mid-15c., cohercen, "restrain or constrain by force of law or authority," from Old French cohercier, from Latin coercere "to control, restrain, shut up together," from assimilated form of com- "together" (see co-) + arcere "to enclose, confine, contain, ward off," from PIE *ark- "to hold, contain, guard" (see arcane). The unetymological -h- was perhaps by influence of cohere. Related: Coerced; coercing. No record of the word between late 15c. and mid-17c.; its reappearance 1650s is perhaps a back-formation from coercion.
word-forming element making adjectives from verbs, meaning "pertaining to, tending to; doing, serving to do," in some cases from Old French -if, but usually directly from Latin adjectival suffix -ivus (source also of Italian and Spanish -ivo). In some words borrowed from French at an early date it has been reduced to -y (as in hasty, tardy).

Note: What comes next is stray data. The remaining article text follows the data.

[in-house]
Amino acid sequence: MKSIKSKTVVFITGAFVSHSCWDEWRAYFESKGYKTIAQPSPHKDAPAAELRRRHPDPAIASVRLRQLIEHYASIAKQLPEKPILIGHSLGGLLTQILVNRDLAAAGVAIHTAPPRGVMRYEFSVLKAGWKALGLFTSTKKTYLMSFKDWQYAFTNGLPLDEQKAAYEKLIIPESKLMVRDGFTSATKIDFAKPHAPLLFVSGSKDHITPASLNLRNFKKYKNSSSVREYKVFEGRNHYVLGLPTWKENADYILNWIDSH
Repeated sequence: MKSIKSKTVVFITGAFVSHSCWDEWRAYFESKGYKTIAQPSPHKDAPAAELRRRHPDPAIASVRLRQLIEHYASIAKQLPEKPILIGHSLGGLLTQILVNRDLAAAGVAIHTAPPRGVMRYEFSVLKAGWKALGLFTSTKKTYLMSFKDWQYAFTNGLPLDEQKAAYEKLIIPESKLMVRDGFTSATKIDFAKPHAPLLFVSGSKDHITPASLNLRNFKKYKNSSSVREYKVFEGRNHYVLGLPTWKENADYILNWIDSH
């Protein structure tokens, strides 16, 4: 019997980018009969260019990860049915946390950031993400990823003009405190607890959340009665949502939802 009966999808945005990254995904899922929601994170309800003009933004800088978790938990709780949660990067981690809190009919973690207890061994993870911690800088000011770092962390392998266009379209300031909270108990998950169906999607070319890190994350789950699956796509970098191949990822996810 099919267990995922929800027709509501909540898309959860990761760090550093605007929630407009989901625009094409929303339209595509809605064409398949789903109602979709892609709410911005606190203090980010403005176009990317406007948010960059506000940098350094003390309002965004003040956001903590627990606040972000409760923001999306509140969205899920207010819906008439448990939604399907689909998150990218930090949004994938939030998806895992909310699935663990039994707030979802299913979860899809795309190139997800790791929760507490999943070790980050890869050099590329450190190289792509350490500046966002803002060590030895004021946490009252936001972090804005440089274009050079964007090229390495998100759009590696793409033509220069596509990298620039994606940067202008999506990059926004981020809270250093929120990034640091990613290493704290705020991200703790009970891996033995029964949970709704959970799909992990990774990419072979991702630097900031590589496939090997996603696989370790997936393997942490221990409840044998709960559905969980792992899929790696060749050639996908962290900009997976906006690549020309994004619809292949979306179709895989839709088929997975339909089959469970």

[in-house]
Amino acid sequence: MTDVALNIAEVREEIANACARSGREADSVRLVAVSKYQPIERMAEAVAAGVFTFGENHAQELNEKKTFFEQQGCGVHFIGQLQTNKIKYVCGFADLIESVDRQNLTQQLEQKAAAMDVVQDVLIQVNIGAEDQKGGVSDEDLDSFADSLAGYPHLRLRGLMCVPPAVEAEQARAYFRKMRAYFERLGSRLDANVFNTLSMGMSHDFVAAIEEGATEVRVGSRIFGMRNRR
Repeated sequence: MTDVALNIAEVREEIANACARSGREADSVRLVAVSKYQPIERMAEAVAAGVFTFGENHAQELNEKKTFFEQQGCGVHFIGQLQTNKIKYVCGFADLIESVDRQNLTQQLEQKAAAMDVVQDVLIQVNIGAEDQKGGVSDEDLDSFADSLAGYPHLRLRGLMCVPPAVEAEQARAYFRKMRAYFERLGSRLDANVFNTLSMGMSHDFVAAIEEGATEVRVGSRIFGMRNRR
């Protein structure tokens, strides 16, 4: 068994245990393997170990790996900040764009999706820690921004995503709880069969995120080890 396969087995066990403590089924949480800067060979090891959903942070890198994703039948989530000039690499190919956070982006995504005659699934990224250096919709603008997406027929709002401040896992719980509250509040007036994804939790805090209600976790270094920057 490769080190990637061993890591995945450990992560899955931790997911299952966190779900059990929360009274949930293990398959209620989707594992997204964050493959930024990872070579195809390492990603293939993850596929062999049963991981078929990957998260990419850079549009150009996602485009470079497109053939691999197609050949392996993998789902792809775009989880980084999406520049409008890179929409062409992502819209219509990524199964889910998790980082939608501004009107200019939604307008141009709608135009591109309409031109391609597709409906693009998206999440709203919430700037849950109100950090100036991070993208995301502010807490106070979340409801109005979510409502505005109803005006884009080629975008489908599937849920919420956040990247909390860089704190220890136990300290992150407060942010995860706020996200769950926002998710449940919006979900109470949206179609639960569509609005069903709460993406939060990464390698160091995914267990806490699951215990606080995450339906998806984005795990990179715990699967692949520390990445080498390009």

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<a href="https://www.etymonline.com/word/coercive">Etymology of coercive by etymonline</a>
Harper, D. (n.d.). Etymology of coercive. Online Etymology Dictionary. Retrieved $(datetime), from https://www.etymonline.com/word/coercive